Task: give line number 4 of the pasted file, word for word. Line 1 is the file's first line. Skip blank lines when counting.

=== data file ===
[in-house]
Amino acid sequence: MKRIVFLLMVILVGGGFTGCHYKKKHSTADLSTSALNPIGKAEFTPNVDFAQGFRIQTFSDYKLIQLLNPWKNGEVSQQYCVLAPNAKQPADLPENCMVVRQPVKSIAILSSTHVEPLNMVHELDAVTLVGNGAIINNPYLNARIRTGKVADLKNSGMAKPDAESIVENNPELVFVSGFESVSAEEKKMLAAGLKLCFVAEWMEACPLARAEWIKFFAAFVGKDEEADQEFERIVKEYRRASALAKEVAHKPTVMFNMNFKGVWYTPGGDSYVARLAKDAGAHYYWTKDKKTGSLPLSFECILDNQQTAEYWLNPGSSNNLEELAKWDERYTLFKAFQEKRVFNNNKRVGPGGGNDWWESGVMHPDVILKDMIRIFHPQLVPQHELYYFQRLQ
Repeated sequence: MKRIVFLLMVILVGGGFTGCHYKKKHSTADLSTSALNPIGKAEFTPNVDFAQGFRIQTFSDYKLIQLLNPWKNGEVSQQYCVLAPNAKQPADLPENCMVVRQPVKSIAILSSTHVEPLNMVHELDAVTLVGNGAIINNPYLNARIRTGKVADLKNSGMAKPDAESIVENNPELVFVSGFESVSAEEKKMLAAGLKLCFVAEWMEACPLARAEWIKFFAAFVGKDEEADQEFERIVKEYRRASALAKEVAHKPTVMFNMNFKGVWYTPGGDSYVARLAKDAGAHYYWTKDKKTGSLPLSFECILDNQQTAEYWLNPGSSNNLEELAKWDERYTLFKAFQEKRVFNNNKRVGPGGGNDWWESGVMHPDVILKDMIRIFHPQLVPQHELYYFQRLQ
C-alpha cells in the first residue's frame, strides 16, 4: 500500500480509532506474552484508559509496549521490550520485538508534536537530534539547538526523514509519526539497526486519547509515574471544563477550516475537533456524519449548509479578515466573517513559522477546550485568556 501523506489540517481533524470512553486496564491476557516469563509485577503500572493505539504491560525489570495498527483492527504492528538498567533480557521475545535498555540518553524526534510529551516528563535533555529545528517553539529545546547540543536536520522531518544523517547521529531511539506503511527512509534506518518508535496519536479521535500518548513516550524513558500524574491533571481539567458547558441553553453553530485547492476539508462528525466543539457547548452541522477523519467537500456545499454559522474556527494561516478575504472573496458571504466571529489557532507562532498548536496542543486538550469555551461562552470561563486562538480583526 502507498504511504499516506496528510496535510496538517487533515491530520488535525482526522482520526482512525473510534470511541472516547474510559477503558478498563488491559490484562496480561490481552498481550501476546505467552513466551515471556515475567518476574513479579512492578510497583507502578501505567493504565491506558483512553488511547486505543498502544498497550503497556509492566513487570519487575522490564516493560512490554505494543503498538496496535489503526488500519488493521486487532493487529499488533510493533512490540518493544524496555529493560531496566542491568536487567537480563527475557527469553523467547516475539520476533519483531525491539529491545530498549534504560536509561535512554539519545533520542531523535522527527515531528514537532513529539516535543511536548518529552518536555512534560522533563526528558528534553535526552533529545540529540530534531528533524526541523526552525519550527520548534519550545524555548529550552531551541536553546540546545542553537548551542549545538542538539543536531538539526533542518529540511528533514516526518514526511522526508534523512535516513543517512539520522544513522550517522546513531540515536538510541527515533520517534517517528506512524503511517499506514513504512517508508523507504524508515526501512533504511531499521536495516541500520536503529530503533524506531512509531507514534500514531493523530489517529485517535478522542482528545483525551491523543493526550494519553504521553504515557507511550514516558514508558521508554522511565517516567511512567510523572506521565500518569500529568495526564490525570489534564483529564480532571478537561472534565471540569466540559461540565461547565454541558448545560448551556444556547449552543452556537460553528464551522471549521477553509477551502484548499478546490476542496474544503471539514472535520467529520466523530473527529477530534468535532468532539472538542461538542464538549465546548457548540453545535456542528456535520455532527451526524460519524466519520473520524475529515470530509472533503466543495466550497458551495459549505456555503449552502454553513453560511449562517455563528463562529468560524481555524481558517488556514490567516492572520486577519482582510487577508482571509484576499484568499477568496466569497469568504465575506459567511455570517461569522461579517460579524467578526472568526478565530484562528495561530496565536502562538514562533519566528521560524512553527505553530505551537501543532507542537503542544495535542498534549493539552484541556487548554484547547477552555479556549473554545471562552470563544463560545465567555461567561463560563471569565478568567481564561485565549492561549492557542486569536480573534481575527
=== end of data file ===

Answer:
C-alpha cells in the first residue's frame, strides 16, 4: 500500500480509532506474552484508559509496549521490550520485538508534536537530534539547538526523514509519526539497526486519547509515574471544563477550516475537533456524519449548509479578515466573517513559522477546550485568556 501523506489540517481533524470512553486496564491476557516469563509485577503500572493505539504491560525489570495498527483492527504492528538498567533480557521475545535498555540518553524526534510529551516528563535533555529545528517553539529545546547540543536536520522531518544523517547521529531511539506503511527512509534506518518508535496519536479521535500518548513516550524513558500524574491533571481539567458547558441553553453553530485547492476539508462528525466543539457547548452541522477523519467537500456545499454559522474556527494561516478575504472573496458571504466571529489557532507562532498548536496542543486538550469555551461562552470561563486562538480583526 502507498504511504499516506496528510496535510496538517487533515491530520488535525482526522482520526482512525473510534470511541472516547474510559477503558478498563488491559490484562496480561490481552498481550501476546505467552513466551515471556515475567518476574513479579512492578510497583507502578501505567493504565491506558483512553488511547486505543498502544498497550503497556509492566513487570519487575522490564516493560512490554505494543503498538496496535489503526488500519488493521486487532493487529499488533510493533512490540518493544524496555529493560531496566542491568536487567537480563527475557527469553523467547516475539520476533519483531525491539529491545530498549534504560536509561535512554539519545533520542531523535522527527515531528514537532513529539516535543511536548518529552518536555512534560522533563526528558528534553535526552533529545540529540530534531528533524526541523526552525519550527520548534519550545524555548529550552531551541536553546540546545542553537548551542549545538542538539543536531538539526533542518529540511528533514516526518514526511522526508534523512535516513543517512539520522544513522550517522546513531540515536538510541527515533520517534517517528506512524503511517499506514513504512517508508523507504524508515526501512533504511531499521536495516541500520536503529530503533524506531512509531507514534500514531493523530489517529485517535478522542482528545483525551491523543493526550494519553504521553504515557507511550514516558514508558521508554522511565517516567511512567510523572506521565500518569500529568495526564490525570489534564483529564480532571478537561472534565471540569466540559461540565461547565454541558448545560448551556444556547449552543452556537460553528464551522471549521477553509477551502484548499478546490476542496474544503471539514472535520467529520466523530473527529477530534468535532468532539472538542461538542464538549465546548457548540453545535456542528456535520455532527451526524460519524466519520473520524475529515470530509472533503466543495466550497458551495459549505456555503449552502454553513453560511449562517455563528463562529468560524481555524481558517488556514490567516492572520486577519482582510487577508482571509484576499484568499477568496466569497469568504465575506459567511455570517461569522461579517460579524467578526472568526478565530484562528495561530496565536502562538514562533519566528521560524512553527505553530505551537501543532507542537503542544495535542498534549493539552484541556487548554484547547477552555479556549473554545471562552470563544463560545465567555461567561463560563471569565478568567481564561485565549492561549492557542486569536480573534481575527